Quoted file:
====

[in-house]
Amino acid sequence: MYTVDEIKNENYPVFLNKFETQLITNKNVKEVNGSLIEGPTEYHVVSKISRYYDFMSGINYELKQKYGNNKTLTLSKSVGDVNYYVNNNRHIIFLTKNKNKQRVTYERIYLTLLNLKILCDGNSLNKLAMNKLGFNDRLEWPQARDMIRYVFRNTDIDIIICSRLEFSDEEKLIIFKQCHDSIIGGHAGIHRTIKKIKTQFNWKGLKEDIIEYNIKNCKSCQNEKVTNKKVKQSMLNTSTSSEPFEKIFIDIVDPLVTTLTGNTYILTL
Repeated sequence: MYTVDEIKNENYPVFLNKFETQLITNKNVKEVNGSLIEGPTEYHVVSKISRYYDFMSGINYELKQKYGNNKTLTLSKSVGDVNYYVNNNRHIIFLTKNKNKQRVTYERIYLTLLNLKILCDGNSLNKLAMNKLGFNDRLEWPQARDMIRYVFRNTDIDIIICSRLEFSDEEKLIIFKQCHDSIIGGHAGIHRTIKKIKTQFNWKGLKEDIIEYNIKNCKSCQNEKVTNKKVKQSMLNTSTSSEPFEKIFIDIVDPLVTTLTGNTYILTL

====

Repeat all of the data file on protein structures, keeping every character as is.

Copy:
[in-house]
Amino acid sequence: MYTVDEIKNENYPVFLNKFETQLITNKNVKEVNGSLIEGPTEYHVVSKISRYYDFMSGINYELKQKYGNNKTLTLSKSVGDVNYYVNNNRHIIFLTKNKNKQRVTYERIYLTLLNLKILCDGNSLNKLAMNKLGFNDRLEWPQARDMIRYVFRNTDIDIIICSRLEFSDEEKLIIFKQCHDSIIGGHAGIHRTIKKIKTQFNWKGLKEDIIEYNIKNCKSCQNEKVTNKKVKQSMLNTSTSSEPFEKIFIDIVDPLVTTLTGNTYILTL
Repeated sequence: MYTVDEIKNENYPVFLNKFETQLITNKNVKEVNGSLIEGPTEYHVVSKISRYYDFMSGINYELKQKYGNNKTLTLSKSVGDVNYYVNNNRHIIFLTKNKNKQRVTYERIYLTLLNLKILCDGNSLNKLAMNKLGFNDRLEWPQARDMIRYVFRNTDIDIIICSRLEFSDEEKLIIFKQCHDSIIGGHAGIHRTIKKIKTQFNWKGLKEDIIEYNIKNCKSCQNEKVTNKKVKQSMLNTSTSSEPFEKIFIDIVDPLVTTLTGNTYILTL